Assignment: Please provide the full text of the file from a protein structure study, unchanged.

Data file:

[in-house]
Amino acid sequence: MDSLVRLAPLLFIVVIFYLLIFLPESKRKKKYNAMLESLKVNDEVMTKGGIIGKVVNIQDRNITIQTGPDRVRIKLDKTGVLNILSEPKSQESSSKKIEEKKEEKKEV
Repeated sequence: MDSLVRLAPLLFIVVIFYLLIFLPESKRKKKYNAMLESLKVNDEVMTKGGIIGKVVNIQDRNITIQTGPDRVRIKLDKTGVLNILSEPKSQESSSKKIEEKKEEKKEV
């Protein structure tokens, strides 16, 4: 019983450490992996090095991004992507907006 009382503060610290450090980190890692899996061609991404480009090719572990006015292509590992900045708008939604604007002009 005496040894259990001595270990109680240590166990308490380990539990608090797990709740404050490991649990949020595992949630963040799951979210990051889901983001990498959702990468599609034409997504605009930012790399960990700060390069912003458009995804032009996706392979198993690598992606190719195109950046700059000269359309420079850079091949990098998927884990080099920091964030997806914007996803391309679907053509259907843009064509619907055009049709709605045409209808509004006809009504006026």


[in-house]
Amino acid sequence: MDSLVRLAPLLFIVVIFYLLIFLPESKRKKKYNAMLESLKVNDEVMTKGGIIGKVVNIQDRNITIQTGPDRVRIKLDKTGVLNILSEPKSQESSSKKIEEKKEEKKEV
Repeated sequence: MDSLVRLAPLLFIVVIFYLLIFLPESKRKKKYNAMLESLKVNDEVMTKGGIIGKVVNIQDRNITIQTGPDRVRIKLDKTGVLNILSEPKSQESSSKKIEEKKEEKKEV
């Protein structure tokens, strides 16, 4: 019983450490992996090095991004992507907006 009382503060610290450090980190890692899996061609991404480009090719572990006015292509590992900045708008939604604007002009 005496040894259990001595270990109680240590166990308490380990539990608090797990709740404050490991649990949020595992949630963040799951979210990051889901983001990498959702990468599609034409997504605009930012790399960990700060390069912003458009995804032009996706392979198993690598992606190719195109950046700059000269359309420079850079091949990098998927884990080099920091964030997806914007996803391309679907053509259907843009064509619907055009049709709605045409209808509004006809009504006026």